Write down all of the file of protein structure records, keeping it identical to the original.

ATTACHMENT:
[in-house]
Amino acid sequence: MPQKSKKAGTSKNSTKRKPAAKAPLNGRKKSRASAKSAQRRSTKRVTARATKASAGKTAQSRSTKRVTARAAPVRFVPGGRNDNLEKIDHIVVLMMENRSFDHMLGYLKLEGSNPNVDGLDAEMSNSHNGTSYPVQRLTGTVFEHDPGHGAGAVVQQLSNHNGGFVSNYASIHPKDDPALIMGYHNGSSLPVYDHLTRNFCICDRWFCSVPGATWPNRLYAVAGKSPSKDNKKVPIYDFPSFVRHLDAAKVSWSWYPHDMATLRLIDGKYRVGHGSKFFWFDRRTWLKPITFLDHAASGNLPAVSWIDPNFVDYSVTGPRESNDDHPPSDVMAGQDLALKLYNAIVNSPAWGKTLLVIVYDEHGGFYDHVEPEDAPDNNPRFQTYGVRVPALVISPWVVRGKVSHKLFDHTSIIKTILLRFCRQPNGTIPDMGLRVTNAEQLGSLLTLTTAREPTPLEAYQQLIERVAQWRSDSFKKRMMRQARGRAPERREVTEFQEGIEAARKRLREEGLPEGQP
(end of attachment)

[in-house]
Amino acid sequence: MPQKSKKAGTSKNSTKRKPAAKAPLNGRKKSRASAKSAQRRSTKRVTARATKASAGKTAQSRSTKRVTARAAPVRFVPGGRNDNLEKIDHIVVLMMENRSFDHMLGYLKLEGSNPNVDGLDAEMSNSHNGTSYPVQRLTGTVFEHDPGHGAGAVVQQLSNHNGGFVSNYASIHPKDDPALIMGYHNGSSLPVYDHLTRNFCICDRWFCSVPGATWPNRLYAVAGKSPSKDNKKVPIYDFPSFVRHLDAAKVSWSWYPHDMATLRLIDGKYRVGHGSKFFWFDRRTWLKPITFLDHAASGNLPAVSWIDPNFVDYSVTGPRESNDDHPPSDVMAGQDLALKLYNAIVNSPAWGKTLLVIVYDEHGGFYDHVEPEDAPDNNPRFQTYGVRVPALVISPWVVRGKVSHKLFDHTSIIKTILLRFCRQPNGTIPDMGLRVTNAEQLGSLLTLTTAREPTPLEAYQQLIERVAQWRSDSFKKRMMRQARGRAPERREVTEFQEGIEAARKRLREEGLPEGQP